Shortly after the 2024/1 issue of New In Chess Magazine had arrived in his mailbox, Genna Sosonko gave me a call. He had read the first installment of my new column ‘The Scoresheet’ and drew my attention to an article he had published some ten years ago on a Russian website about exactly that same scoresheet (Alekhine-Lasker, Zurich 1934). Genna rightly thought I’d be interested in what he had written, particularly because of a couple of details I had left out or missed.

In my column, I focus on the importance of Alekhine’s only win ever against the great Emanuel Lasker, in Zurich 1934, and have a look at the winner’s scoresheet to see what indirect background information it provides to this historical game.
As for Genna, at the time he had seen an image of Alekhine’s scoresheet online in an article on the library of chess collector David DeLucia, and had used it as the starting point for a broader portrait of Alekhine that covered a lot more than just his encounter with Lasker in Zurich 1934. However, regarding the scoresheet, he pointed out a fascinating detail in his article that I was not aware of.
Alexander AlekhineAlexander Alekhine made no secret of his superstition.

For a confrontation between two such giants, Alekhine’s win against Lasker in Zurich was remarkably short. The fourth World Champion, at the height of his powers in those years, only needed 26 moves to force the second World Champion’s resignation. To my surprise, the number of moves that it took Alekhine to win was not ‘just a number’.  
What I did not know was that 26 was Alekhine's lucky number. For instance, whenever he played roulette in a casino, he would put his chips on 26. And so, when Lasker had resigned and some of the other players gathered around their board, Alekhine silently signaled to Salo Flohr the numbers 2 and 6. Flohr knew exactly what this subdued gesture of triumph meant and described the moment in his memoirs.

‘When Lasker had resigned, Alekhine silently signalled to Salo Flohr the numbers 2 and 6’

Of course, 26 is two times 13, the number that in many countries around the world makes people wary. Generally, hotels don’t have a thirteenth floor and in airplanes row 12 is followed by row 14. For Alekhine, who also believed in horoscopes and such, 13 was definitely not just a number.  
In Russia, 13 is called the Devil’s Dozen and as every chess player knows, there are also champions for who 13 is a lucky number. Easily the best known example is Garry Kasparov, the 13th World Champion, born on April 13, 1963, who never made a secret of how fond he was of the number. In his article, Genna describes how creative Kasparov could be to highlight this fondness: he became World Champion in 1985 (8+5=13), by defeating Karpov with a score of 13-11. The decisive win was the 94th between them (9+4), it was played on October 3 (3+10) and it happened to be his 13th victory over Karpov.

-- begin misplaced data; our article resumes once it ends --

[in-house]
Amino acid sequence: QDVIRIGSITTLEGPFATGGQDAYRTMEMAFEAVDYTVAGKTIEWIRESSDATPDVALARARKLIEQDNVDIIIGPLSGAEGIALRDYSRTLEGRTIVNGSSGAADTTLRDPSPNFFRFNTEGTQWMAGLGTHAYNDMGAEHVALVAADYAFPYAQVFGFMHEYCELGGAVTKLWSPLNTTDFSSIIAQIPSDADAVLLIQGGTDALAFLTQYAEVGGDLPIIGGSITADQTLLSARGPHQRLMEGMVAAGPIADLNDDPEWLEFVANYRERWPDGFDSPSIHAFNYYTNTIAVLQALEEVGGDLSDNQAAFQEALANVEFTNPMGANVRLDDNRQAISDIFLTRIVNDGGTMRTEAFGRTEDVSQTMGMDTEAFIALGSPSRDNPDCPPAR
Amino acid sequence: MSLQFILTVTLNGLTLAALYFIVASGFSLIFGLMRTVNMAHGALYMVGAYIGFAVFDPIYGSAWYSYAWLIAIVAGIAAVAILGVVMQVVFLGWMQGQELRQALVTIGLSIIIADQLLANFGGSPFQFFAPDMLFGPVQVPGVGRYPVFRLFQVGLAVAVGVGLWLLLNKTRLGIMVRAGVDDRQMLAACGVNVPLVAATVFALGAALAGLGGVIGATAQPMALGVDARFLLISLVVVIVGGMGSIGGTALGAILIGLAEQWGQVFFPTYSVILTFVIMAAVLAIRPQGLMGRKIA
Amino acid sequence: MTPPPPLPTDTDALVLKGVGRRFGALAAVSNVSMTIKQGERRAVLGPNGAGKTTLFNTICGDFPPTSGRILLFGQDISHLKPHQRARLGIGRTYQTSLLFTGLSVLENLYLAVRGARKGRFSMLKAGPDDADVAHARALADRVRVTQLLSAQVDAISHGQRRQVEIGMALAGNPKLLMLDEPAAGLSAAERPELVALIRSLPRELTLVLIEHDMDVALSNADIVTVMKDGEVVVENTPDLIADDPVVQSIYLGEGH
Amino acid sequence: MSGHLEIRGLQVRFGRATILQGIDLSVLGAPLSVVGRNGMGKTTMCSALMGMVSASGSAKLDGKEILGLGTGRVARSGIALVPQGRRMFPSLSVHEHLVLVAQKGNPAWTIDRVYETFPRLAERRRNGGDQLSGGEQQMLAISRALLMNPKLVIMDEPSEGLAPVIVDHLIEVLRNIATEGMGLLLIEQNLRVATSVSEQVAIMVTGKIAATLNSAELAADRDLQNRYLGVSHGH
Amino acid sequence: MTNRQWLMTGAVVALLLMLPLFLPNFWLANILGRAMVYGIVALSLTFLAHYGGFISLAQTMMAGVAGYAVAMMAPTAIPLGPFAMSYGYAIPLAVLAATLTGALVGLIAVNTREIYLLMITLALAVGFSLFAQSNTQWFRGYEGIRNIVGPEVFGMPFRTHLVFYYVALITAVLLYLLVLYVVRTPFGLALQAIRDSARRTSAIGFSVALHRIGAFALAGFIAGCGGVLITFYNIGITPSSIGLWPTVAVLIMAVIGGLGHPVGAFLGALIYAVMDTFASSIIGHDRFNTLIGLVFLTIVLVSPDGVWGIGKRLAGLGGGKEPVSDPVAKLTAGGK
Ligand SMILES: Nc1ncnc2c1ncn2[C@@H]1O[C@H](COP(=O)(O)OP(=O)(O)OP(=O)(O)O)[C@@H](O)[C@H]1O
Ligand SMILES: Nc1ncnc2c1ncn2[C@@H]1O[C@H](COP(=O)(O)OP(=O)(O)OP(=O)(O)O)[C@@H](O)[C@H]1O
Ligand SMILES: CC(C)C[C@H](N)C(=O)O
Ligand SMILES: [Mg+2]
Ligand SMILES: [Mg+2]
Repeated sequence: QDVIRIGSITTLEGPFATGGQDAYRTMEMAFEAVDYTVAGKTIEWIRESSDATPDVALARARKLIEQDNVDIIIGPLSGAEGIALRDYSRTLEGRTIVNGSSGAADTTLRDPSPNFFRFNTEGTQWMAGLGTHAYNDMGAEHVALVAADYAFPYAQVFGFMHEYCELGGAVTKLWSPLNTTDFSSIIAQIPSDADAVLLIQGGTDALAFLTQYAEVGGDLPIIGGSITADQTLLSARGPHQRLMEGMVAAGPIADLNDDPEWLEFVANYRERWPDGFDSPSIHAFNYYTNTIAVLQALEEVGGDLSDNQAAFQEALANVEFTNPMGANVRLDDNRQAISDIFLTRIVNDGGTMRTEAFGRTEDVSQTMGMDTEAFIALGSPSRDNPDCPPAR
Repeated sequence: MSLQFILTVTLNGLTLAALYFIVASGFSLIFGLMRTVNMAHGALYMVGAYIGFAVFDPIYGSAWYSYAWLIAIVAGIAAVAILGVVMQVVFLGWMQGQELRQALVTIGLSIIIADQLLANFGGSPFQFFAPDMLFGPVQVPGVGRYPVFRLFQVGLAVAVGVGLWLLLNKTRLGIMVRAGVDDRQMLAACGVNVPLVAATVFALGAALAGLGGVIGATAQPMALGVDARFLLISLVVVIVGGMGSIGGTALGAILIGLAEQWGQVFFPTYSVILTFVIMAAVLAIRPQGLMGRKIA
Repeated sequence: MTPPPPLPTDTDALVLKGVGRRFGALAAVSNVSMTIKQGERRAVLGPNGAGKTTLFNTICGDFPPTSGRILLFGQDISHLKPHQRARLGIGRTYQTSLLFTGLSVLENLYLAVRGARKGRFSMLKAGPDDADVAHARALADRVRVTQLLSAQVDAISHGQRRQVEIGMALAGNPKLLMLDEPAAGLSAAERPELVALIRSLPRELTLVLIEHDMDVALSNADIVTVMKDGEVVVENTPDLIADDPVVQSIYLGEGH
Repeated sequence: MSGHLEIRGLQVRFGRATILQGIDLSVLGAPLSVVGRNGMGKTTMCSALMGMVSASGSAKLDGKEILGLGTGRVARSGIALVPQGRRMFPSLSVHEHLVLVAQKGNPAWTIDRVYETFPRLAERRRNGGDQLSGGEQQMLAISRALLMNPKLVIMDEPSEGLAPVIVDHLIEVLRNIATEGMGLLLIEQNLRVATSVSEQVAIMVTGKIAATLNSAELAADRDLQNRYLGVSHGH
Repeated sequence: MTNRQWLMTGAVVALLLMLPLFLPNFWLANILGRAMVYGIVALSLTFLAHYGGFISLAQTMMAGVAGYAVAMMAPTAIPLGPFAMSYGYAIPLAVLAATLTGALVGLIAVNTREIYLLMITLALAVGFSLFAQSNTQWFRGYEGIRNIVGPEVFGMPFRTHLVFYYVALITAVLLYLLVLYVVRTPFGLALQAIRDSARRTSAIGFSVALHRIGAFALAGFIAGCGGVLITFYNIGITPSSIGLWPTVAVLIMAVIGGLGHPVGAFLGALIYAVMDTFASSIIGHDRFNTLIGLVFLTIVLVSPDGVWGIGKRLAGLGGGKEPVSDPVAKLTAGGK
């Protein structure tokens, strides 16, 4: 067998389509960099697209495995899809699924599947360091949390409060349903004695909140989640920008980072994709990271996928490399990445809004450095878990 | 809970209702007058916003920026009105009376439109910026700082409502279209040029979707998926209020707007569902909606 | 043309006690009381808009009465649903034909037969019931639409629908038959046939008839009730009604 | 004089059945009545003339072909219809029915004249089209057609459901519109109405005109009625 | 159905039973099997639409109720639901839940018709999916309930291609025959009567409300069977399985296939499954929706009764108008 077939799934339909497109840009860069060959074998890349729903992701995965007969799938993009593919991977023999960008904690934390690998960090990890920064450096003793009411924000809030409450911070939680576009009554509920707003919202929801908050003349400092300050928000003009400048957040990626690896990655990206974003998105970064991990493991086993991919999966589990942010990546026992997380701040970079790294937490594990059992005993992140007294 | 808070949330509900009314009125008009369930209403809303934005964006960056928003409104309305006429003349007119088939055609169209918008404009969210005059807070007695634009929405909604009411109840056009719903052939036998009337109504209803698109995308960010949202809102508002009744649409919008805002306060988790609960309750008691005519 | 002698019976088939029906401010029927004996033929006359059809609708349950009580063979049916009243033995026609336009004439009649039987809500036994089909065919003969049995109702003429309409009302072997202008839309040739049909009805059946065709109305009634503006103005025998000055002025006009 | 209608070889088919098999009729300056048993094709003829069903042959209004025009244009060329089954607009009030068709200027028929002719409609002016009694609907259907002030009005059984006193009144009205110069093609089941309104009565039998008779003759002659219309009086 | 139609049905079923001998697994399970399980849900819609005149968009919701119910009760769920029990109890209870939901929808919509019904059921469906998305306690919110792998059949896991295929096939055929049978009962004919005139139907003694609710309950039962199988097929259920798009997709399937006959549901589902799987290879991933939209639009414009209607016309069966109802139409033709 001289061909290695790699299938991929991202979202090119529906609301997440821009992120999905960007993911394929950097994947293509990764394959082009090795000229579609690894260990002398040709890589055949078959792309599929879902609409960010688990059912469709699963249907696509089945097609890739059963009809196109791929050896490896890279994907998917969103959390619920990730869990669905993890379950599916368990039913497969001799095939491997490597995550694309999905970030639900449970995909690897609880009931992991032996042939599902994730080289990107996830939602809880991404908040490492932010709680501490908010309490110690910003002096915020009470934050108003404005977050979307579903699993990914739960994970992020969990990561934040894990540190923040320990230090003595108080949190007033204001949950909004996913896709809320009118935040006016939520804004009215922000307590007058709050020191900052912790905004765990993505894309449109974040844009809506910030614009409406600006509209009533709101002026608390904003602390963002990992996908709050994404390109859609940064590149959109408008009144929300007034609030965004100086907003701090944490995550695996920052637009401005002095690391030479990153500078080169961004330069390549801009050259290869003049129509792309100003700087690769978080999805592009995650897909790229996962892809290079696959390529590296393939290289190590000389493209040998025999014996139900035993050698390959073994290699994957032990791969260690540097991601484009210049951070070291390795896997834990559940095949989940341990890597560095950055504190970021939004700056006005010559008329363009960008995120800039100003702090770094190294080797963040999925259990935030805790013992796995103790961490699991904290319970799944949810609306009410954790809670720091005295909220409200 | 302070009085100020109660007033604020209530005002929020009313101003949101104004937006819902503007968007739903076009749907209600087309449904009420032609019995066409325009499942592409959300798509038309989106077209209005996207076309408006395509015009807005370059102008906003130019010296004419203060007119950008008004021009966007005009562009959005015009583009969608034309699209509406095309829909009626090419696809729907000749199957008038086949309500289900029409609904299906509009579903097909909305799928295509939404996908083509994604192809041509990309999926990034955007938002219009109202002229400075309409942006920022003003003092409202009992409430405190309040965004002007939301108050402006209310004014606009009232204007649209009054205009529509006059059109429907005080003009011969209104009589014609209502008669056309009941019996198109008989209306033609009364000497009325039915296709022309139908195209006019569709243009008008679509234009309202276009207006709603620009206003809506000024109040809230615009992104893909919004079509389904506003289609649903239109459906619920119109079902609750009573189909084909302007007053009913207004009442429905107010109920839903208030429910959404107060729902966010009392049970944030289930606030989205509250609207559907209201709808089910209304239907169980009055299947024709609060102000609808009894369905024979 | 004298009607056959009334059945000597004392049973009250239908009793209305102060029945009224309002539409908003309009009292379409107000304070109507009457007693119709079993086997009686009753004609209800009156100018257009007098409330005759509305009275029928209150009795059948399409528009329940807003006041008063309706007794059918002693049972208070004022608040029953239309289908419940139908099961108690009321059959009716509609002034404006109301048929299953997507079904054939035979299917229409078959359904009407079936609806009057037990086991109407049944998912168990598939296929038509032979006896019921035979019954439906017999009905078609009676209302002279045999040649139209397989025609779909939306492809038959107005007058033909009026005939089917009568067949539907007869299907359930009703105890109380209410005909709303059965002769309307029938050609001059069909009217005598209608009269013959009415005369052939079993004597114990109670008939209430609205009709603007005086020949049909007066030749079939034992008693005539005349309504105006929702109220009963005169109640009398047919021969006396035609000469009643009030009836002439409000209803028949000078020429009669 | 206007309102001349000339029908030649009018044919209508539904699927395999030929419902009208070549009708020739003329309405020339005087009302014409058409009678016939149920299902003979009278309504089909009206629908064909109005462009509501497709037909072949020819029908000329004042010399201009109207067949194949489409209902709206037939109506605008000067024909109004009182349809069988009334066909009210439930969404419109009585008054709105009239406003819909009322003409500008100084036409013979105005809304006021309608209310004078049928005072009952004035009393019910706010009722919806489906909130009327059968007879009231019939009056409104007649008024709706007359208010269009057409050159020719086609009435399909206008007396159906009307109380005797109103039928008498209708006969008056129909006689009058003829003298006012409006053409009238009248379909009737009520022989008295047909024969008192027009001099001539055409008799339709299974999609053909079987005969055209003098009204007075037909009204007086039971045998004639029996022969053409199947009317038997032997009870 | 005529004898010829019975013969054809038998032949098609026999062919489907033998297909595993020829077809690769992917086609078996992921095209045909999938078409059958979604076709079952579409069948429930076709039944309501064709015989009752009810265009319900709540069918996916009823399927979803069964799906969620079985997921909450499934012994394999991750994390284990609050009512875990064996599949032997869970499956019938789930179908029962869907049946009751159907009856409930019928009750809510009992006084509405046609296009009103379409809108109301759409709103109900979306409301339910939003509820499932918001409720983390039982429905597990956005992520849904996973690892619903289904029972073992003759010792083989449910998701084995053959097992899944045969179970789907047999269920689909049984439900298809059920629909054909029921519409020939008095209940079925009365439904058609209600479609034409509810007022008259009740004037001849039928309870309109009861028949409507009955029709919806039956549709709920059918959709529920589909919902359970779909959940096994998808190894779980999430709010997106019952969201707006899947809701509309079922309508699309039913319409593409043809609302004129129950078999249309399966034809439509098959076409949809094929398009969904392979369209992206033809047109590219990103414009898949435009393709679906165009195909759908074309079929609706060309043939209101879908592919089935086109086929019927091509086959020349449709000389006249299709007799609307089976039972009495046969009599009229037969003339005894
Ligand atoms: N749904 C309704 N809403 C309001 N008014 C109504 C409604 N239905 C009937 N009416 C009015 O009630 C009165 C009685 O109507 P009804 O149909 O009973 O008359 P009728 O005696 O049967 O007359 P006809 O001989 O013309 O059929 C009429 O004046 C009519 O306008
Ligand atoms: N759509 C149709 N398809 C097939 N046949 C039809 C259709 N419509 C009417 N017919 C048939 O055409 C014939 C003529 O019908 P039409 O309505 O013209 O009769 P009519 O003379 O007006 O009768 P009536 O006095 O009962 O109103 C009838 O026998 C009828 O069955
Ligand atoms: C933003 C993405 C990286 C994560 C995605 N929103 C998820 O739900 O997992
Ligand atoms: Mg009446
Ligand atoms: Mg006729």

Clearly, Alekhine also believed that 13 was a portent of good things to come, but just to be on the safe side he put even more trust in 26, which we may dub ‘the Double Devil’s Dozen’.

Alekhine had an excellent command of various languages. He was fluent in German and so it’s not surprising that he wrote down his moves in the Zurich tournament in German. What is an interesting further detail, as Genna remarked, is the way he wrote his name on this scoresheet: Alekhine. With this orthography he wanted to indicate how he preferred his name to be pronounced. Most Russians pronounce his name ‘Aljochin’ (more or less), but he had made it clear that this was not to his liking, as to his ear it sounded vulgar and suggested he was just a very ordinary citizen. He wanted his name to sound more chic, nobler, and that’s why he preferred ‘Ah-laykheen’, with an emphasis on the second syllable.

And that’s why he wrote ‘Alekhine’. With the result that to this day many chess players pronounce his name ‘Alekein’ with emphasis on the first and final syllable. That’s not even close to how it should be, but one may say that at least in part Alekhine was to blame for this himself.

Have a look at the game that made Alekhine so happy. It must have been a great relief that after three earlier losses he finally managed to defeat the elusive Lasker. Of course you should not forget that Lasker was 65 years old in 1934, when he returned to chess in Zurich after a 9-year absence. In the end he finished fifth, three points behind Alekhine (41), but a full point ahead of Nimzowitsch (47) and Bernstein (51).